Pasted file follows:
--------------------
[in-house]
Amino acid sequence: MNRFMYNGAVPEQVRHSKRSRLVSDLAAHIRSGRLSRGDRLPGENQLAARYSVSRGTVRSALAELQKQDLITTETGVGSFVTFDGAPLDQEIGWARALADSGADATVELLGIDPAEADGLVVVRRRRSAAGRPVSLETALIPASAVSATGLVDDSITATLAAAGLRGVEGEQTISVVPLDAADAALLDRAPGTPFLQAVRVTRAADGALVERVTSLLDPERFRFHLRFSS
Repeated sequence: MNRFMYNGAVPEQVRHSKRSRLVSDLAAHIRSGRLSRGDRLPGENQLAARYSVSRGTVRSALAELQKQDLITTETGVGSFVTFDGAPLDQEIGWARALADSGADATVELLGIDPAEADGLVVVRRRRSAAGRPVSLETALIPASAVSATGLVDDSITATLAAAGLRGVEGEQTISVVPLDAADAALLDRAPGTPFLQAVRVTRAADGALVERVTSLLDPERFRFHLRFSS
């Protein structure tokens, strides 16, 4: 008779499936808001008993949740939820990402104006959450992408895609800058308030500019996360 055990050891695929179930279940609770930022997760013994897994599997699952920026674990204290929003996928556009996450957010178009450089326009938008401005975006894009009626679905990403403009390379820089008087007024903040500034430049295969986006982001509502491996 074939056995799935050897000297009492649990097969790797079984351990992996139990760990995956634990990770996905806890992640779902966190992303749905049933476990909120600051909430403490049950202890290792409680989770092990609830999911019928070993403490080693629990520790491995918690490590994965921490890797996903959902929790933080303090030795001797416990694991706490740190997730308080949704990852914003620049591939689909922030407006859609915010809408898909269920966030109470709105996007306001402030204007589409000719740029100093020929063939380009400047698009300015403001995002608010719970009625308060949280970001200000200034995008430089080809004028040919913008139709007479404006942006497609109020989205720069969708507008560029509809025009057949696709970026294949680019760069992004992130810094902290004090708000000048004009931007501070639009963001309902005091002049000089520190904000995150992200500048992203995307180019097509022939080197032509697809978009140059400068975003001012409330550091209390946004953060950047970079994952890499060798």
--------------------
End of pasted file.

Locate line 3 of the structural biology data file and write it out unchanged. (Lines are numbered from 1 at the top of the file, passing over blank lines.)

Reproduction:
Repeated sequence: MNRFMYNGAVPEQVRHSKRSRLVSDLAAHIRSGRLSRGDRLPGENQLAARYSVSRGTVRSALAELQKQDLITTETGVGSFVTFDGAPLDQEIGWARALADSGADATVELLGIDPAEADGLVVVRRRRSAAGRPVSLETALIPASAVSATGLVDDSITATLAAAGLRGVEGEQTISVVPLDAADAALLDRAPGTPFLQAVRVTRAADGALVERVTSLLDPERFRFHLRFSS